Movies are funny things. We use them to entertain us, sometimes to help us forget our workaday world. Good storytellers beckon us from the opening scene, reel our hearts and minds in, catapult us into a world of adventure, and boldly take us where few have gone before. Then the soundtrack fades away, the houselights temporarily blind us and there we sit, legs cramped from sitting still too long, a little dizzy from the dazzling multicolor pixels, and so very grounded to this earth.
Remember that symbol you learned in math? < . Less than. Sometimes when I see a movie with a hero ten feet tall on the big, big screen, that’s how I feel at the end. < . My little, little life does not compare to the wonders of the heroes of old. Or even the achievement of the heroes of new. Already I am 40 years old and I have not discovered any cures for grave diseases, invented technology to simplify daily life or turned around the economic outlook for a community. < .
Those same 40 years of life, however, have taught me something else–a different definition of important and brave. Let me tell you a story that no one will ever make into a movie. I was a teenager once. I know. Hard to believe. Every day I drove to school and drove home. I was a good student and a generally nice kid who got along with most everyone. Every day as I drove down the street just outside that 3 story ancient brick building I saw a girl walking alone. I had met her at the beginning of the school year at an Honor Society function I think. Something inside me felt a little bad each day seeing her walking alone. Alone is a really hard place to be as a teenager. Mostly the unspoken goal during those years is to never be by yourself. Many fifteen year olds pay dearly in ways they never thought they would just to avoid being alone. And there she was, EVERY day alone.
One day it was raining. Not the light sprinkle of a daily tropical palm watering in Florida. Pouring down rain. Windshield-wipers-racing-to-the-left-and-right-and-still-losing-to the-raindrops Michigan downpour. Turning out of the parking lot cautiously, there she was. Walking home alone again, in the rain, without an umbrella. This is when the still, small voice inside spoke. “Offer her a ride.”
I waffled. “I don’t know where she lives.”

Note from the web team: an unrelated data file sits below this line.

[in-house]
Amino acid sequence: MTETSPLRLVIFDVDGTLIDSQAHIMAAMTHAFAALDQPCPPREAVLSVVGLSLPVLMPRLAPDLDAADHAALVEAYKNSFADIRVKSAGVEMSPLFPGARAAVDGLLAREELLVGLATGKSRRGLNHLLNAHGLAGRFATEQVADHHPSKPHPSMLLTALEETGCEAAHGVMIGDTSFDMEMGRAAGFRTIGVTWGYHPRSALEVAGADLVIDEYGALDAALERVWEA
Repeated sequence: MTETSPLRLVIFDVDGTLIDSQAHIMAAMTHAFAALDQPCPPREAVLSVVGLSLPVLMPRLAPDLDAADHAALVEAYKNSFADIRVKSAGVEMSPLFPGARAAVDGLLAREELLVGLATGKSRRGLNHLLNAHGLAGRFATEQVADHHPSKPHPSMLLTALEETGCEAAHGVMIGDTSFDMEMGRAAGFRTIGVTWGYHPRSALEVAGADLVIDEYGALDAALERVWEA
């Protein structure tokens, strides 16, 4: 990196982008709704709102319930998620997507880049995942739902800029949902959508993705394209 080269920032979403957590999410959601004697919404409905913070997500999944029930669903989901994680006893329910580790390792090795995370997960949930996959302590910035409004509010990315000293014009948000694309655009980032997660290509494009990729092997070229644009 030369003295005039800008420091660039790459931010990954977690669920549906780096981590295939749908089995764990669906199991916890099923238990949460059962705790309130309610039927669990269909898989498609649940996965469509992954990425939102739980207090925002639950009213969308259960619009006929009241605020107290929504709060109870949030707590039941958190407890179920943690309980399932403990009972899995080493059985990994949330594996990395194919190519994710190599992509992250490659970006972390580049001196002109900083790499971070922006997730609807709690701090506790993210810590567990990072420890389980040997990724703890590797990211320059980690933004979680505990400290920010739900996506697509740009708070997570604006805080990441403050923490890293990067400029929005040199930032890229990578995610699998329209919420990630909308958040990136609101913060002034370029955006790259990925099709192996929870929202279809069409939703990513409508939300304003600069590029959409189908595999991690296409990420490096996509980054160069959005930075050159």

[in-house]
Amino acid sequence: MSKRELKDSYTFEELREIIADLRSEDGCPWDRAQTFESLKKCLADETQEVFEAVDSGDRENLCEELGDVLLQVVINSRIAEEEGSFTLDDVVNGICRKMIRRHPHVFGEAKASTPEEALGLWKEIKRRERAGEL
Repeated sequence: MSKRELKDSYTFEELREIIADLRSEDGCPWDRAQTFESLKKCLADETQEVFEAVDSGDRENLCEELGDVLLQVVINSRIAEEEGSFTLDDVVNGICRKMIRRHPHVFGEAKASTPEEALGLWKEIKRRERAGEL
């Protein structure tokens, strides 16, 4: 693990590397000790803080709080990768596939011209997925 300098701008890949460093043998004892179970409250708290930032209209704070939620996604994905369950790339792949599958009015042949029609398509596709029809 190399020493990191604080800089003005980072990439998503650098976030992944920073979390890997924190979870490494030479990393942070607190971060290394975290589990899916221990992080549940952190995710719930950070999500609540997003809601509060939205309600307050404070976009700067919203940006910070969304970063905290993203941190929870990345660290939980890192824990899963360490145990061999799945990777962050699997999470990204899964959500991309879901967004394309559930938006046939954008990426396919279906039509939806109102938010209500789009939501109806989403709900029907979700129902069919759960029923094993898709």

“Does it matter?”
“It is so embarrassing. I don’t know what to say.”
“Offer her a ride.”
“I can’t remember her name.”
“She doesn’t remember yours either.”
I negotiated long enough to pass right by her. But the still, small voice was right. And I knew it. I turned around at the light, turned around at the next light, and pulled up beside her.
“Can I give you a ride home?”
So began a friendship, a deep friendship, that lasted only a year before we both went away to colleges far away from each other. We wrote a couple of letters after that, then went on with our separate lives.
17 years later, I was walking through your one-story, aging brick preschool building. A mother with two young children trying to figure out how to manage little people hour after hour. Adjusting to a very small circle of people. Grieving the loss of a child not yet born who had already left us. Disappointed at how unimportant my life felt. Having a < (less than) kind of year. A familiar voice trailed down the hall. My friend.
One of the very first things she said to me that day was, “I was just telling someone about you the other day.” Really? 17 years later? Suddenly I knew, knew deep down in the most important places of my soul, what courage meant. Courage, my children, is listening to the still, small voice and following it. It is not always comfortable. It is not always exciting. Maybe “they” will make a movie about you (who are “they” anyway?), but “they” will probably never even know you exist. Courage won’t matter to all of “them” but it will matter to one of “them”.
Later on in the story, you will see that the still, small voice knows exactly what it is talking about. It has picked out a story of bravery that is made specially for you. Living that story, no matter how big or small, famous or hidden, is an adventure only you can experience. And you will realize you, and your courageous choices, and the still, small voice are > (greater than).
Photo of a statue in Eglise La Madeleine